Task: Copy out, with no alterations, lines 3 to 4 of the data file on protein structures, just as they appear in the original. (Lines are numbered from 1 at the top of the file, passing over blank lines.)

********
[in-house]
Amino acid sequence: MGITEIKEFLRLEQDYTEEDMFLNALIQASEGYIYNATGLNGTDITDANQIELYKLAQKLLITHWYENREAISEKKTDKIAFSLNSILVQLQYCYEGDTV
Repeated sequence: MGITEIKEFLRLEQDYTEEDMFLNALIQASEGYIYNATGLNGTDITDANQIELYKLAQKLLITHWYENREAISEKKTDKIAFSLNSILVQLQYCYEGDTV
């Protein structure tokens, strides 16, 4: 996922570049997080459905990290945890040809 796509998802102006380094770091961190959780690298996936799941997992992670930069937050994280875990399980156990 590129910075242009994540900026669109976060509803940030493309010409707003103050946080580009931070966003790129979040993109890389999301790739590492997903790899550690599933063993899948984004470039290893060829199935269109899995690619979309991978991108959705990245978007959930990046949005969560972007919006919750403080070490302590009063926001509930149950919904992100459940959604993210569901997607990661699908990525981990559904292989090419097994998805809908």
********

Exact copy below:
Repeated sequence: MGITEIKEFLRLEQDYTEEDMFLNALIQASEGYIYNATGLNGTDITDANQIELYKLAQKLLITHWYENREAISEKKTDKIAFSLNSILVQLQYCYEGDTV
């Protein structure tokens, strides 16, 4: 996922570049997080459905990290945890040809 796509998802102006380094770091961190959780690298996936799941997992992670930069937050994280875990399980156990 590129910075242009994540900026669109976060509803940030493309010409707003103050946080580009931070966003790129979040993109890389999301790739590492997903790899550690599933063993899948984004470039290893060829199935269109899995690619979309991978991108959705990245978007959930990046949005969560972007919006919750403080070490302590009063926001509930149950919904992100459940959604993210569901997607990661699908990525981990559904292989090419097994998805809908």